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If there's a company in America you'd expect to have the gumption and spirit to see off a stupid and specious attack on the selling of LGBTQ+-themed merchandise for Pride Month in June, it would be Target.

After all, the Minneapolis-based company is one of America's biggest retailers, racking up more than $100 billion a year in sales. Only a few weeks ago, its chief executive, Brian Cornell, was boasting that "our long-standing commitment to diversity, and equity, and inclusion … has fueled much of our growth over the last nine years."

Yet when the braying mob of anti-LGBTQ+ reactionaries targeted Target, the company folded like a cheap off-the-rack suit. It told personnel in many stores to shrink or even eliminate their Pride-themed merchandise displays or move them to less conspicuous sections of the stores. Some LGBTQ+ designers say their products have been taken off the shelves.

Target explained its reaction by citing physical threats to its store workers from anti-LGBTQ+ militants. But something more is going on here, and Target's response doesn't show the company in a good light.

The context is a concerted effort from the right wing to demonize the LGBTQ+ movement and thereby make any outreach or even acknowledgement of this community toxic for consumer businesses. The goal is to disappear these people and their advocates, reversing a decades-long trend toward acceptance, equity and inclusion.

The attacks take many forms, all of them chiefly employed by Republicans and their right-wing acolytes and all of them equally factitious.

Sometimes LGBTQ+ people are accused of being pedophiles who "groom" children for abuse. Sometimes the anti-queer movement is cast as an arm of the right's attack on "wokeness," which is just another way of promoting the idea that only straight white males count in this U.S. of A.

Anti-"wokeness" is the chief theme of Florida Gov. Ron DeSantis' presidential ambition tour. As is well known, DeSantis has been on the warpath with Walt Disney Co., one of his state's leading employers and economic engines, over the company's public criticism of his so-called "Don't Say Gay" law, which suppresses classroom references to gender identity.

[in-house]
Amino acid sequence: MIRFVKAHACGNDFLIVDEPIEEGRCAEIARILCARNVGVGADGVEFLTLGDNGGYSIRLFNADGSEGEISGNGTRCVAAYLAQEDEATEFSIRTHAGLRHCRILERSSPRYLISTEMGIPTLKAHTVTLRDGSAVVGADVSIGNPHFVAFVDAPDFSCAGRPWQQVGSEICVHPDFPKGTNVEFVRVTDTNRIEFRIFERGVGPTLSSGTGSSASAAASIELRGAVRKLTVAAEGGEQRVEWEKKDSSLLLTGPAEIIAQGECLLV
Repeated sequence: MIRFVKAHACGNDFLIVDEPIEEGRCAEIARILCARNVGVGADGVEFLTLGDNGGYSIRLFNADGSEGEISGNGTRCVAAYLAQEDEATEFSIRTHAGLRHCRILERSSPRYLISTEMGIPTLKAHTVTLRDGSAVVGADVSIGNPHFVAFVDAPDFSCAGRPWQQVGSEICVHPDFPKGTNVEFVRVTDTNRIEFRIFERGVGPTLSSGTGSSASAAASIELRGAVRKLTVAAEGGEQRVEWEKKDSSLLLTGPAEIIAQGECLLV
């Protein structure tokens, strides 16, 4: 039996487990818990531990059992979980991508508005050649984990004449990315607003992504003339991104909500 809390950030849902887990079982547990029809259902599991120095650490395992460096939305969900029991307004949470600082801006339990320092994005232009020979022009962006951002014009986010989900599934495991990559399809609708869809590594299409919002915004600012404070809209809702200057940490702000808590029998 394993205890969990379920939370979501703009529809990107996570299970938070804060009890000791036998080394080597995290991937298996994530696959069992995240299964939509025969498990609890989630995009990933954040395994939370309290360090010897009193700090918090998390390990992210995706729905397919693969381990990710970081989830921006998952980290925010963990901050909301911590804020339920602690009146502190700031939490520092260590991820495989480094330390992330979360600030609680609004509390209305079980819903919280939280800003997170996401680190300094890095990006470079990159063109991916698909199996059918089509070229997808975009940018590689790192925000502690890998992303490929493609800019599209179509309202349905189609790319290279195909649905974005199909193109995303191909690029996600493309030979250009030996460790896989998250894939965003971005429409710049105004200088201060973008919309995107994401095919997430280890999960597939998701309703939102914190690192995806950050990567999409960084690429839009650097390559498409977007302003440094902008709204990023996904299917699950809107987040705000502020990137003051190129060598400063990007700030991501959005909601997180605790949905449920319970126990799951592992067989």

(During his glitch-beleaguered May 24 presidential campaign launch on Twitter, DeSantis ludicrously accused Disney of "trying to inject matters of sex into the programming for the youth.")

There's no evidence that anti-queer militants comprise anything but a tiny minority of the American public. When they act in concert and their efforts are fueled by social media, however, they can appear to be weightier than they are.

That's probably what accounted for the pusillanimous reaction of Anheuser-Busch to a right-wing, social-media driven campaign against its Bud Light beer, after the company's marketing department launched a publicity campaign with transgender influencer Dylan Mulvaney.

Anheuser-Busch not only issued a wan statement of regret for the marketing outreach, but sidelined the two marketing executives responsible for the campaign. Given that their assignment had been to revive the brand's fading popularity, Anheuser-Busch's effective demotion of the executives signaled to the boycotters that their voices had been heard. That wasn't a positive corporate message, to say the least.

Anheuser-Busch stock has fallen by about 20% in the last two months, while the boycott has been in full cry. Target shares have fallen by about the same percentage since mid-May.

To some extent, it's unfair to blame the far-right for launching boycotts against brands they choose not to like. I've defended consumer boycotts in the past, in principle. But all boycotts are not created equal.

There's a qualitative difference between those directed at noxious behavior, such as the open racism of Tucker Carlson or the bloodlust of the National Rifle Association, and those directed at efforts to promote tolerance and equality. One knows boycotters by their boycottees.

That brings us back to the companies' hasty responses. These have been widely misjudged. Alex Shepherd of the New Republic cursed "total, preemptive capitulation" by Anheuser-Bush and Target to the anti-LGBTQ+ boycotts as "profoundly un-American."